The student and preceptor will each prepare a written evaluation of the student's performance for mid term and, after consultation with each other, determine if the progress is satisfactory. If the progress of the student is deemed unsatisfactory, the student will receive in writing a detailed description of requirements in order to achieve a satisfactory evaluation. The final evaluation will be written jointly by the preceptor and the student. This will be submitted to the course coordinator. Categories of evaluation will be 'Pass', 'Incomplete' (due to illness etc.), and 'Fail' with no further opportunity to complete objectives.
The student will be expected to spend a minimum of 12 hours in the practice setting per week for 12 weeks. Since the practice areas may be in hospital, in a clinic, with community agencies or in an institution, i.e. Nursing Home, or with a patient and family in a home or recreation site, the actual hours spent per week may vary, depending on the situation.
The content of the seminar component will be drawn from current readings on application and analysis of theory and from the student's experience in the practice component. Students will incorporate relevant theoretical frameworks to the actual nursing problems dealt with by the student.
The seminar component of the course will require 3 hrs/week over the 12 week term. Students will critically appraise and integrate the various concepts, theories and theoretical frameworks selected for the evaluation of the actual practical problems. The students will be expected to participate in tutorials, make presentations, apply a relevant theoretical framework and demonstrate its use in addressing a specific nursing problem. Evaluation will be based on the seminar, annotated bibliography and scholarly paper.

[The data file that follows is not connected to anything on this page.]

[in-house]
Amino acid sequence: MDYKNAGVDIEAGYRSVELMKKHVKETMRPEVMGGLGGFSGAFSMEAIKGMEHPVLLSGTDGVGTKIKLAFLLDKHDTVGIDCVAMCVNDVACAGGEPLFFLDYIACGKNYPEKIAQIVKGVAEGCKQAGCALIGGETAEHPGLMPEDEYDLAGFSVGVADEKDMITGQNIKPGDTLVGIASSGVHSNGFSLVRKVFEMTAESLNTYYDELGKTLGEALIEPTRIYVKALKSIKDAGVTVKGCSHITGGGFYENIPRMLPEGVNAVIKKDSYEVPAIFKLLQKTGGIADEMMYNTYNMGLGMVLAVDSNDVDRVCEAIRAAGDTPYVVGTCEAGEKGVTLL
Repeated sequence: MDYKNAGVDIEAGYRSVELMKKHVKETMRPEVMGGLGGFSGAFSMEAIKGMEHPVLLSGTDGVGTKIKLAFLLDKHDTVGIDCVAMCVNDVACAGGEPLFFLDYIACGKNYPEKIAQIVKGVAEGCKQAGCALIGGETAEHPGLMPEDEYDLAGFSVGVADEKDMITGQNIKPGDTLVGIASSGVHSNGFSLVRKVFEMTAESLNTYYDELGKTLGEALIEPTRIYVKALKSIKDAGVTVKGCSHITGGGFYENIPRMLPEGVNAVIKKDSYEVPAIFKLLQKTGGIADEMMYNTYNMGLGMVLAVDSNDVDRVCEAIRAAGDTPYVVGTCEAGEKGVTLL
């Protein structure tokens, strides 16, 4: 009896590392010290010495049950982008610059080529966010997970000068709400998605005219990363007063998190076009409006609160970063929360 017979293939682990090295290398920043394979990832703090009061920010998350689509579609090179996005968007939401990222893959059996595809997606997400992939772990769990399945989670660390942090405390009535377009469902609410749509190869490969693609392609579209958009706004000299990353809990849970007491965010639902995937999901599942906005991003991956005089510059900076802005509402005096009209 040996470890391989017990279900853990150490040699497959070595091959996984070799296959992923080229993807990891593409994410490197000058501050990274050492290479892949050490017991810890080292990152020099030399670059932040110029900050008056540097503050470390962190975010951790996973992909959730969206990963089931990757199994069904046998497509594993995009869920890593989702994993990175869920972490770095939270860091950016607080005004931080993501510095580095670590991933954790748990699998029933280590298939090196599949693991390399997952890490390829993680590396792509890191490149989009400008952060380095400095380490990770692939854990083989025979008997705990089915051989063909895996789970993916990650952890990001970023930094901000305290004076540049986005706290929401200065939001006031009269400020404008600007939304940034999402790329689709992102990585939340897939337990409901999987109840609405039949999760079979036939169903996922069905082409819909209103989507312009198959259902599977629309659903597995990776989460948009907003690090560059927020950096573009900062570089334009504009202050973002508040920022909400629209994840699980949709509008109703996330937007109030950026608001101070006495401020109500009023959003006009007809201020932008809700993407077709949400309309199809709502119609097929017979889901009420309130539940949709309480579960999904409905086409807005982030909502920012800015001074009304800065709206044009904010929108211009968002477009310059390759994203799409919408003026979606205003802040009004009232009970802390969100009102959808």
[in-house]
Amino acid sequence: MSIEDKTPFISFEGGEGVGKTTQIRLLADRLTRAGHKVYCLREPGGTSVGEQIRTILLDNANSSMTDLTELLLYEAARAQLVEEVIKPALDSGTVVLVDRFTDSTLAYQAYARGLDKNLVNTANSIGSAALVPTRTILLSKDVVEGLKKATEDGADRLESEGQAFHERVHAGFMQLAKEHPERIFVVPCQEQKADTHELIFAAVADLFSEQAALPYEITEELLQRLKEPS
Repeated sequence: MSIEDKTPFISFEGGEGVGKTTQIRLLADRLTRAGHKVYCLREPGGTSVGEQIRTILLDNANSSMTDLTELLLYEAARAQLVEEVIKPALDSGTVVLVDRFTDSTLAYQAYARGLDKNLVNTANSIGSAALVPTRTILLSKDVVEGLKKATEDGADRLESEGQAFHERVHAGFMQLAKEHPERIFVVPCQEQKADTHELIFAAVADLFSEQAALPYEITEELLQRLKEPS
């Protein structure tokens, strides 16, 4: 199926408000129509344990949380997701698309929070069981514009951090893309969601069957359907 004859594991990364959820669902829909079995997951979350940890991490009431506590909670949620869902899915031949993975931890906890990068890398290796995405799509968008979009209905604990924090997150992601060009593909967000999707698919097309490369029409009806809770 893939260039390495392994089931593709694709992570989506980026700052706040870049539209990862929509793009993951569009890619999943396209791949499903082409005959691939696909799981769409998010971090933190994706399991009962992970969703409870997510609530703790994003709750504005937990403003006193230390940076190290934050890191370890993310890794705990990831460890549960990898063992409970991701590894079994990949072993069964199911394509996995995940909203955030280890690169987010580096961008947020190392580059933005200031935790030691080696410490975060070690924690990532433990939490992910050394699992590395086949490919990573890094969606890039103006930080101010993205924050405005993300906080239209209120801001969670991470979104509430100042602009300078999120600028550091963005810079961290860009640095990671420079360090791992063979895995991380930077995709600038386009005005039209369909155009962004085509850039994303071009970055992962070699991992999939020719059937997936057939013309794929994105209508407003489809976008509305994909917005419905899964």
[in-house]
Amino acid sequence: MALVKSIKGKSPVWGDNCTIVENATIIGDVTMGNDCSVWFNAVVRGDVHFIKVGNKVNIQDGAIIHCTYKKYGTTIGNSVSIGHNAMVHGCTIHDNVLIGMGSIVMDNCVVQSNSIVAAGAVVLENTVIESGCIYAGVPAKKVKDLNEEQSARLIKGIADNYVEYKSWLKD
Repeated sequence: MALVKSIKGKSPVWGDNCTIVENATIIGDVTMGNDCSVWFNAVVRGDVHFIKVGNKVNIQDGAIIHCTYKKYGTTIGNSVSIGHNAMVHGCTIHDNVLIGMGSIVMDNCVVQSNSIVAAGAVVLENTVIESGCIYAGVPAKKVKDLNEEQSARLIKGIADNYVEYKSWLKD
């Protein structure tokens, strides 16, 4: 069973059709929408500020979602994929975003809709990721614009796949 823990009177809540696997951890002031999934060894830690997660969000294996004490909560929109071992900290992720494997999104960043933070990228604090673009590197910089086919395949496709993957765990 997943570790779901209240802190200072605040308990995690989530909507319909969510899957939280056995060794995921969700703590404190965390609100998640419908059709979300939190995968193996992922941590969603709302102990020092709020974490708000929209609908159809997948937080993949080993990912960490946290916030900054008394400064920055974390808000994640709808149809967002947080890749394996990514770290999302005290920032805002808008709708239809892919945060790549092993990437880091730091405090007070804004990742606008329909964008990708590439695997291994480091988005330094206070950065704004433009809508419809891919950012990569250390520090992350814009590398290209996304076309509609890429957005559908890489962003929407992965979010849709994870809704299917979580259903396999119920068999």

Each session of the seminar component will be drawn from the practice of the students. Each seminar presented by the student would begin with a comprehensive, integrated formulation of a person or population's problems, circumstance and challenges in light of their resources (material, physical, social, or cognitive). Biological, psycho-social, epidemiological and environmental perspectives and theories relevant to the situation would be discussed for their applicability and usefulness in guiding interventions, service strategies and/or research. Relevant concepts and theories may be alienation theory, change theory, collaboration, attachment theory, the theory of learned helplessness vs. learned resourcefulness, and the biological basis of mood disorders.
In addition to being an active participant in the problem-based approach during weekly seminars, each student will be responsible for one 1 hour seminar (with ½-hour for class discussion) relating concepts or theoretical frameworks to a given nursing practice problem. This seminar will be worth 30% of the final mark. The seminar will be evaluated for content and presentation by the members of the class, the students’ supervisors (if present), the student, and the course coordinator (who makes the final assessment of the work). A review of the outline for a peer’s paper will be worth 15%. Thirty-five per cent (35%) will be awarded on the basis of a scholarly paper to be completed by the end of the course. The scholarly paper will be based on the application of a theoretical framework(s) for the solution of a nursing problem from the practice component. The remaining 20% will be awarded for an annotated bibliography. The annotated bibliography could focus on literature related to the student’s practice, seminar topic, scholarly paper topic, or thesis topic.
- Tutorial Performance: Pass/Fail
- Learning Plan and Clinical Practicum: Pass/Fail
- Seminar Presentation: 30%
- Annotated Bibliography 20%
- Review of Peer’s outline for paper 15%
- Scholarly Paper 35%